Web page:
VI. QUALIFYING PAPERS

1. Standards and Expectations

A qualifying paper (QP) is a piece of original research (empirical or theoretical) that is ideally the first step toward a publication.  A QP, particularly the first QP, is part of the learning process about how to conduct original research that contributes to the discipline.  Many QPs ultimately become published journal articles or components of a larger product (e.g., dissertation or book).

a. Qualifying Paper Proposal - Before beginning a qualifying paper, students must write a short (typically about 5 page) proposal.  The proposal should: specify the research question; discuss the potential contribution of the work to sociology relative to past research; and provide a timeline of the proposed work.  For empirical QPs, the proposal additionally describes the data to be collected or analyzed and the proposed method of analysis.  QPs using quantitative secondary data analysis should include a discussion (or table) describing the proposed dependent, independent, and control variables.  The QP proposal should be submitted to your reading committee (see information on committee structure in section VI.2) for feedback and revision before scheduling a QP sign-on meeting (see information on QP sign-on meeting in section VI.3.a).

b. Content of the Qualifying Paper - A qualifying paper should be similar to a single journal article in the scope of the research question (i.e., well focused and delimited), data, and findings as well as in its length.  As such, a QP is typically 20-30 pages long plus any references, endnotes, tables, and appendices (as relevant).  Each paper should demonstrate a careful and thorough consideration of a sociological problem and clearly articulate the contribution of the research to the discipline.  One of the qualifying papers may be theoretical but at least one QP must be empirical.  QPs can use any substantive and/or methodological approach (e.g., analysis of survey data, textual analysis, interviews, field work).  As such, they vary in style and structure.  (Note that if your project involves research with human subjects, you must get IRB approval before collecting any data.  See section XII.1 below.) We encourage you to take the Writing Seminar as a course when you are working to complete your first QP because this facilitates the development and completion of the qualifying paper.  To ensure breadth and proficiency in more than a single sub-area of sociology, the two qualifying papers must focus on topics that are significantly different from one another.  The committee structure (see section VI.2) helps ensure that the foci of the QPs are distinct.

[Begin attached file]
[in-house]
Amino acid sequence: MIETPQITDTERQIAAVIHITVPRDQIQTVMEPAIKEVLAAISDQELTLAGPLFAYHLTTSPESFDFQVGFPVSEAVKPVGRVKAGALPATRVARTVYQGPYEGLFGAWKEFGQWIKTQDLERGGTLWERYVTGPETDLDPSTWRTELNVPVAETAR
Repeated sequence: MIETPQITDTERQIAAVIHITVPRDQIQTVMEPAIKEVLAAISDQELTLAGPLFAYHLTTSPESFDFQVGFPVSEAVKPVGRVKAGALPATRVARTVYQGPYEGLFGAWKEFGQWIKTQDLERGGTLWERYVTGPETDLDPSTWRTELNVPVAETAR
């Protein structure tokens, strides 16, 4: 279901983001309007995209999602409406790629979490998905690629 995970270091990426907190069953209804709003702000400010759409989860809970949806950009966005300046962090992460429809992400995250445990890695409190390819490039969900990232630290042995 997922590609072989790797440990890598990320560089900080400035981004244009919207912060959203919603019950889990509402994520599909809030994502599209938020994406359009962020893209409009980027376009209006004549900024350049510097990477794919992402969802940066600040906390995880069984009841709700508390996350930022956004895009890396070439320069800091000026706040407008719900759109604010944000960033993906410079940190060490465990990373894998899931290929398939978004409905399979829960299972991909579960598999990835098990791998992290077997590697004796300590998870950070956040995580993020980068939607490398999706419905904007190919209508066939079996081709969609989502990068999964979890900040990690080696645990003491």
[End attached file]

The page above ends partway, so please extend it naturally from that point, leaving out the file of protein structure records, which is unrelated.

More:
2. Committee Structure

Each committee has a lead reader and two secondary readers.  The lead readers for the two qualifying papers must be different.  In addition, the two QP committees may have only a one-reader overlap. Thus, the two qualifying paper committees together include five or six different faculty members per graduate student.  This structure encourages intellectual and methodological breadth, and ensures that each student interacts intellectually with multiple faculty members.  Committee members may include regular sociology faculty and one affiliated graduate faculty member in sociology.